As pH and Alkalinity are two parameters that are commonly monitored and controlled in wastewater treatment, this article serves to describe what they are and the importance of controlling them. Keep reading to find out more.
pH is simply the measurement of the amount of hydrogen ion (H+, acid) in the water. As a water becomes more acidic, the H+ concentration increases and the pH goes down. On the pH scale, a water that is perfectly neutralized has equal amounts of H+ and OH– (hydroxide ion), but both are so low in concentration (each at 0.0000001 mg/L or 1 x 10-7 mg/L) that they are practically not present. Inserting the H+ concentration into the pH equation gives a pH of 7 for neutral water (pH = -log[1×10-7] = 7). With 7 being neutral and at the center of the scale, the pH can range from 0 to 14.
If acid (H+) is added to the water so that the H+ concentration is now 0.001 mg/L or 1 x 10-3, then the pH will be -log[1×10-3] = 3. As water becomes more acidic, the pH value goes down. Weak acids like vinegar and orange juice have pH values around 2 to 4, while the addition of a strong acid like sulfuric acid (H2SO4) to water can drop the pH to <1.
If base (OH–, hydroxide) is added to the water, then the H+ concentration will decrease, perhaps down to 0.000000001 mg/L or 1 x 10-9 mg/L). In this case, the pH will be -log[1×10-9] = 9. As water becomes more basic, the pH value goes up. Weak bases like magnesium hydroxide and hand soap can have pH values around 8 to 11, while the addition of a strong base like caustic soda (NaOH) can drive it up to >13.
It’s important to control pH for two primary reasons, starting with industrial discharge, where controlling the pH above neutral (>7) helps to prevent harm to the infrastructure. A water with an acidic pH is corrosive to concrete and carbon steel pipe and surfaces in the collection system. Therefore, industrial dischargers are required to do pretreatment to control their pH within an optimum range near neutral or slightly basic. When the water reaches the WRRF (water resource recovery facility), maintaining that neutral or slightly basic pH is ideal for microorganism activity, health, and biodiversity. In this way, the performance of the bacteria within the treatment plant is optimized, and when the final effluent water is discharged back into the environment it will have a positive effect on the native life in the receiving water system (river, ocean, etc.).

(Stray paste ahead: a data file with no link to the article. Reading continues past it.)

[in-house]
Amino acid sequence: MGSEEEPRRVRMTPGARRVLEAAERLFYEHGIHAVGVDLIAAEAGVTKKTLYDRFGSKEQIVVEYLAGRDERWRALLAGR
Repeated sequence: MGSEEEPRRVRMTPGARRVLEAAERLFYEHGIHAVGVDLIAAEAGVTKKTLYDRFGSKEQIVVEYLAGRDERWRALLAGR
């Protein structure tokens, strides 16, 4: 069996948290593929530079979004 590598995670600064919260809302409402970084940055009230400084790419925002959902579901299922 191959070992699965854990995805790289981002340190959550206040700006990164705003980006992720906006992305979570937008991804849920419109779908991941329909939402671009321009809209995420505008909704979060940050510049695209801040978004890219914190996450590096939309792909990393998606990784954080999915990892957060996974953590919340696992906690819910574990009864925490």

M Alkalinity is simply a measure of a water’s ability to resist changes to the pH. In actuality, it’s a measure of the bicarbonate ion (HCO3-) concentration. The higher the HCO3- concentration, the higher the alkalinity, and the stronger the buffering strength of the water. In practice, the alkalinity lets you know how much acid can be added to the water before you would see a drop in your pH level.
The key parameter for controlling pH is alkalinity, and microorganisms perform best when they are controlled at neutral to slightly basic pH. Maintenance of sufficient alkalinity buffers the effects of any incoming wastewater pH fluctuations. Likewise, by holding a strong alkalinity, any acids produced via WRRF microbiological processes (the most notable is Nitrification) will not result in a low pH upset condition. However, when the wastewater entering a WRRF is low in alkalinity, a supplemental additive will be needed to provide the alkalinity buffering necessary to maintain stable microbiological processes.
The four most utilized alkaline additives are sodium hydroxide, sodium carbonate, calcium hydroxide, and magnesium hydroxide. The most common additive is Sodium Hydroxide (NaOH or caustic soda). NaOH is a very strong base that is highly hazardous. It can rapidly raise the pH but is a weak buffer and does not add much alkalinity to your system. Sodium Carbonate (Na2CO3 or soda ash) provides the bicarbonate ion for improved alkalinity. However, it requires a much higher dose to raise the pH to the desired level. Calcium Hydroxide (Ca(OH)2 or lime) gives a good pH increase and alkalinity. However, it is hazardous and difficult to feed and tends to cause calcium scale formation in your system and high levels of inert solids in the sludge. Magnesium Hydroxide (Mg(OH)2 or milk of magnesia) is the safest and strongest alkaline additive known, providing the highest pH increase per dose of treatment, along with strong alkaline buffering and improved sludge dewatering. For these reasons, it is known to be the most cost-effective alkaline additive for wastewater treatment processes.
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